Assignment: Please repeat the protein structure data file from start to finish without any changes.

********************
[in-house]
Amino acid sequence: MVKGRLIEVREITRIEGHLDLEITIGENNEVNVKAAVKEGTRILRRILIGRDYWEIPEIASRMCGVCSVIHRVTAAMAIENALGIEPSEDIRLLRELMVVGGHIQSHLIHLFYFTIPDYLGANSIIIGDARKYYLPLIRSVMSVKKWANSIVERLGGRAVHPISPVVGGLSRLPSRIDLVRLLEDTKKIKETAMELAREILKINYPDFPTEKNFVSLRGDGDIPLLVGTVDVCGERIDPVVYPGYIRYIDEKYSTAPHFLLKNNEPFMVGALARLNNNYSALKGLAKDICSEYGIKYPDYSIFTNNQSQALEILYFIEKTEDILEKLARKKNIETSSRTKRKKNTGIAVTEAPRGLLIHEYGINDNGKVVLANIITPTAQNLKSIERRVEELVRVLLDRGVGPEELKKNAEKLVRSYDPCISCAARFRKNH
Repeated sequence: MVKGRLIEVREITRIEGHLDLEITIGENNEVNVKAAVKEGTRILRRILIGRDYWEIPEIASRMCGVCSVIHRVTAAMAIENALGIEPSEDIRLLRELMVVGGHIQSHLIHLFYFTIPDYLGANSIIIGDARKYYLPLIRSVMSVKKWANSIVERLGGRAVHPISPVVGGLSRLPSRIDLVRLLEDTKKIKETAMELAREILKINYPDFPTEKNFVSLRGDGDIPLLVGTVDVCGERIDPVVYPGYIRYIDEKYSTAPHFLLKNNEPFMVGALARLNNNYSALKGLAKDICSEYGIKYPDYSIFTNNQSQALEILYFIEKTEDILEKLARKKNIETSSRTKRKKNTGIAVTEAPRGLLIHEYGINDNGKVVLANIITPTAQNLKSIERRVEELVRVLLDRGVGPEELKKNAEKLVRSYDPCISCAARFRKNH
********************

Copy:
[in-house]
Amino acid sequence: MVKGRLIEVREITRIEGHLDLEITIGENNEVNVKAAVKEGTRILRRILIGRDYWEIPEIASRMCGVCSVIHRVTAAMAIENALGIEPSEDIRLLRELMVVGGHIQSHLIHLFYFTIPDYLGANSIIIGDARKYYLPLIRSVMSVKKWANSIVERLGGRAVHPISPVVGGLSRLPSRIDLVRLLEDTKKIKETAMELAREILKINYPDFPTEKNFVSLRGDGDIPLLVGTVDVCGERIDPVVYPGYIRYIDEKYSTAPHFLLKNNEPFMVGALARLNNNYSALKGLAKDICSEYGIKYPDYSIFTNNQSQALEILYFIEKTEDILEKLARKKNIETSSRTKRKKNTGIAVTEAPRGLLIHEYGINDNGKVVLANIITPTAQNLKSIERRVEELVRVLLDRGVGPEELKKNAEKLVRSYDPCISCAARFRKNH
Repeated sequence: MVKGRLIEVREITRIEGHLDLEITIGENNEVNVKAAVKEGTRILRRILIGRDYWEIPEIASRMCGVCSVIHRVTAAMAIENALGIEPSEDIRLLRELMVVGGHIQSHLIHLFYFTIPDYLGANSIIIGDARKYYLPLIRSVMSVKKWANSIVERLGGRAVHPISPVVGGLSRLPSRIDLVRLLEDTKKIKETAMELAREILKINYPDFPTEKNFVSLRGDGDIPLLVGTVDVCGERIDPVVYPGYIRYIDEKYSTAPHFLLKNNEPFMVGALARLNNNYSALKGLAKDICSEYGIKYPDYSIFTNNQSQALEILYFIEKTEDILEKLARKKNIETSSRTKRKKNTGIAVTEAPRGLLIHEYGINDNGKVVLANIITPTAQNLKSIERRVEELVRVLLDRGVGPEELKKNAEKLVRSYDPCISCAARFRKNH